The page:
The calendar of commemorations in our new Prayer Book today lists three women: Lydia, Dorcus, and Phoebe. Normally, as you may be aware, only one commemoration per day is the norm. Sometimes if a group of people were martyred together they’ll share a date, and sometimes (even more rarely) a few people with similar legacies are remembered together. This “affinity group commemoration” phenomenon is mostly a feature of the Episcopalian calendar since 1979, though some rare examples of these entries have carried over into our calendar and/or can be found in other traditions also.
Just for one example, Lydia has been commemorated as a Saint in many traditions over the years, but her feast day varies widely. The Romans remember her on August 3rd, various Eastern churches commemorate her on March 27th, May 20th, or June 25th. Some Lutherans celebrate her on October 25th. We, with some other Lutherans and the Episcopalians, have her down for January 27th.
What is particularly interesting about this date for commemorating Lydia and Dorcus and Phoebe (since we don’t have clear traditions of when they died, which would be the normal date for a Saint’s Day) is that they are on Day Three of a three-day series of commemorations. January 25th is the Conversion of Saint Paul, January 26th is for Saints Timothy and Titus, and January 27th is for Lydia, Dorcas, and Phoebe. This string of remembrances is a real “Book of Acts Party”, I once joked, and makes a lot of sense. Together these six people form a sequence both historical and missiological:
- God calls Saul (eventually to be known as Paul) to faith in Christ
- Paul ordains ministers (Timothy and Titus) to continue his work
- More people convert (Lydia, Dorcus, Phoebe) and continue the advance of the kingdom
Thus this trio of celebrations is worth pointing out to our fellow church-goers as a biblical and liturgical reminder of the call of the Church to make disciples and grow. The different roles are important to note, because sometimes we assume that “mission” and “evangelism” is best done by professionals – or least by particular individuals with special zeal and drive. Saint Paul was an extraordinary individual, Timothy and Titus were bishops, they can be most inspiring but also very difficult to relate to. This is where the three women may come in helpful.
Lydia was a wealthy woman, who lived in Thyatira, in Roman Macedonia. She was essentially the first European convert to Christianity. She was already a “worshiper of God”, which means she was probably familiar with basic Jewish teachings and believed in the God of Israel, but (most importantly) “the Lord opened her heart to pay attention to what was said by Paul” and she and her household were subsequently baptized. She heeded the Gospel, brought her family along, and then supported the ministry of Paul and his companions with her considerable means. Believing in the mission of the Gospel and supporting it with hospitality and finances is no small thing!
Dorcas, also named Tabitha, was a devout woman faithful in Christ and abundant in good works. Her ministry of providing for the poor and needy made her most beloved in her community and when she died many people showed St. Peter the clothing she had made for them, beseeching him to pray for her and raise her from the dead, which he did. Her resuscitation “became known throughout all Joppa, and many believed in the Lord.” Thus even though she did directly participate in “evangelistic outreach” as we might call it, her good deeds gave her a positive reputation that, when recognized by the Church, brought many to share the faith she proclaimed. The light of her good deeds was seen, and many others came to the Light as a result.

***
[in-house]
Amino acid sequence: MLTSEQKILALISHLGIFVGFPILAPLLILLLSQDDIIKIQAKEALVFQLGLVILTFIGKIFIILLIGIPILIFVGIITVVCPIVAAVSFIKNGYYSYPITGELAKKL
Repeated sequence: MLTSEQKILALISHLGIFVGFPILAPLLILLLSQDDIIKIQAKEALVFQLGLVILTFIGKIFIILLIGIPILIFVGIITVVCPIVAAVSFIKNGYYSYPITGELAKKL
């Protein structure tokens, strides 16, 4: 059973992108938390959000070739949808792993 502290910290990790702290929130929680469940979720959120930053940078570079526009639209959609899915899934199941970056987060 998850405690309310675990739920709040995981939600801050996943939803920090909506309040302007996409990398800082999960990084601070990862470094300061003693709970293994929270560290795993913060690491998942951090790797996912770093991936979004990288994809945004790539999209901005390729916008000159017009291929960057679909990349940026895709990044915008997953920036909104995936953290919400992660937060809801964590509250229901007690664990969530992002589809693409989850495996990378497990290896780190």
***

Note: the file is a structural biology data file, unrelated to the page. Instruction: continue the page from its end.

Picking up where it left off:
Phoebe, finally, is a person of some controversy in modern Christian circles. She is described as a “διάκονον” from which we have the word Deacon. Some argue she was a Deacon in the formal ordained sense, like the men in Acts 6. Some argue she was a Deaconess in the context of the Early Church’s practice: a non-ordained minister who assisted with the baptism of women and works of mercy in the community. Others take the word in its general sense – a “servant of the Church”. Whatever the precise interpretation of this word, we know that Phoebe was an active member of the Church at Cenchrae (probably a village near Corinth) who traveled to Rome, perhaps along with the letter that St. Paul had written to them. She was to be received “worth of the saints” and to be helped in whatever she might need, because she was a “patron of many” as well as of Paul himself. A patron indicates she probably was rich, like Lydia, and provided financial and/or hospitable support for the traveling apostles and the local church. As a woman of means, perhaps she was able to be active in other ways – supplying the church and the ministers, caring for the sick, bringing alms to the poor, or any number of other services for the cause of the Gospel.
So we remember today the great contribution of these three women; their service to the Gospel and the Church was incalculable and their names endure forever through the Scriptures and the liturgical calendar. It is helpful for us to commemorate people who made a great difference through seemingly “ordinary” means… maybe just maybe we can be inspired to spend and be spent for the cause of Christ, ourselves.